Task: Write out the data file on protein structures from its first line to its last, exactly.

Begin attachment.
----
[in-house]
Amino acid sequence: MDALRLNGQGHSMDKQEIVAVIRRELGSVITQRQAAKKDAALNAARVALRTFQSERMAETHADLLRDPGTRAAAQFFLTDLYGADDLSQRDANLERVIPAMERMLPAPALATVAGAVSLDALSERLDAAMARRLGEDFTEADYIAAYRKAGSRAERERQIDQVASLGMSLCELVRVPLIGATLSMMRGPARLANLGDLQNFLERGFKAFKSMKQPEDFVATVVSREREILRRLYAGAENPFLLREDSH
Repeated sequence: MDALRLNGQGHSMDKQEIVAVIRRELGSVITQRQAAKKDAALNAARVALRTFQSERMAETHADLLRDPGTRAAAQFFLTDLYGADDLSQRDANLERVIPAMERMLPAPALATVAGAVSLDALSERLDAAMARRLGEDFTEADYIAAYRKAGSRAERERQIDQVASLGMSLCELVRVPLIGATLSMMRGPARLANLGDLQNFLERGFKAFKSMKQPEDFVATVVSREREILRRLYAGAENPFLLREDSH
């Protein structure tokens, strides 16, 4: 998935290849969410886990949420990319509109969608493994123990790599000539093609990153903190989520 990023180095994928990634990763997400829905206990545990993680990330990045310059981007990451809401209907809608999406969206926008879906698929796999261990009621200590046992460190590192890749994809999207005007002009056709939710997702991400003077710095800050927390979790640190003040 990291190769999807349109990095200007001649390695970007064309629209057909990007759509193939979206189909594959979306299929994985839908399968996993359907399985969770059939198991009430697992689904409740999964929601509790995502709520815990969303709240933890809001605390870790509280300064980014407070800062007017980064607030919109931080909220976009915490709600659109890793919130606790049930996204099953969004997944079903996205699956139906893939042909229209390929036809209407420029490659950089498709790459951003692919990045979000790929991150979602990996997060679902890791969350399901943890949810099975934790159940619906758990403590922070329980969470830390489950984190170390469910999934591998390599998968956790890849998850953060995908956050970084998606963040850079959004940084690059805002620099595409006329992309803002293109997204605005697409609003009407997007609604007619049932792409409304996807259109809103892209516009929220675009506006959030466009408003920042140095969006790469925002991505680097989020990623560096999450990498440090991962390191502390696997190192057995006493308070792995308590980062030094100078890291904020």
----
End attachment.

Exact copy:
[in-house]
Amino acid sequence: MDALRLNGQGHSMDKQEIVAVIRRELGSVITQRQAAKKDAALNAARVALRTFQSERMAETHADLLRDPGTRAAAQFFLTDLYGADDLSQRDANLERVIPAMERMLPAPALATVAGAVSLDALSERLDAAMARRLGEDFTEADYIAAYRKAGSRAERERQIDQVASLGMSLCELVRVPLIGATLSMMRGPARLANLGDLQNFLERGFKAFKSMKQPEDFVATVVSREREILRRLYAGAENPFLLREDSH
Repeated sequence: MDALRLNGQGHSMDKQEIVAVIRRELGSVITQRQAAKKDAALNAARVALRTFQSERMAETHADLLRDPGTRAAAQFFLTDLYGADDLSQRDANLERVIPAMERMLPAPALATVAGAVSLDALSERLDAAMARRLGEDFTEADYIAAYRKAGSRAERERQIDQVASLGMSLCELVRVPLIGATLSMMRGPARLANLGDLQNFLERGFKAFKSMKQPEDFVATVVSREREILRRLYAGAENPFLLREDSH
């Protein structure tokens, strides 16, 4: 998935290849969410886990949420990319509109969608493994123990790599000539093609990153903190989520 990023180095994928990634990763997400829905206990545990993680990330990045310059981007990451809401209907809608999406969206926008879906698929796999261990009621200590046992460190590192890749994809999207005007002009056709939710997702991400003077710095800050927390979790640190003040 990291190769999807349109990095200007001649390695970007064309629209057909990007759509193939979206189909594959979306299929994985839908399968996993359907399985969770059939198991009430697992689904409740999964929601509790995502709520815990969303709240933890809001605390870790509280300064980014407070800062007017980064607030919109931080909220976009915490709600659109890793919130606790049930996204099953969004997944079903996205699956139906893939042909229209390929036809209407420029490659950089498709790459951003692919990045979000790929991150979602990996997060679902890791969350399901943890949810099975934790159940619906758990403590922070329980969470830390489950984190170390469910999934591998390599998968956790890849998850953060995908956050970084998606963040850079959004940084690059805002620099595409006329992309803002293109997204605005697409609003009407997007609604007619049932792409409304996807259109809103892209516009929220675009506006959030466009408003920042140095969006790469925002991505680097989020990623560096999450990498440090991962390191502390696997190192057995006493308070792995308590980062030094100078890291904020």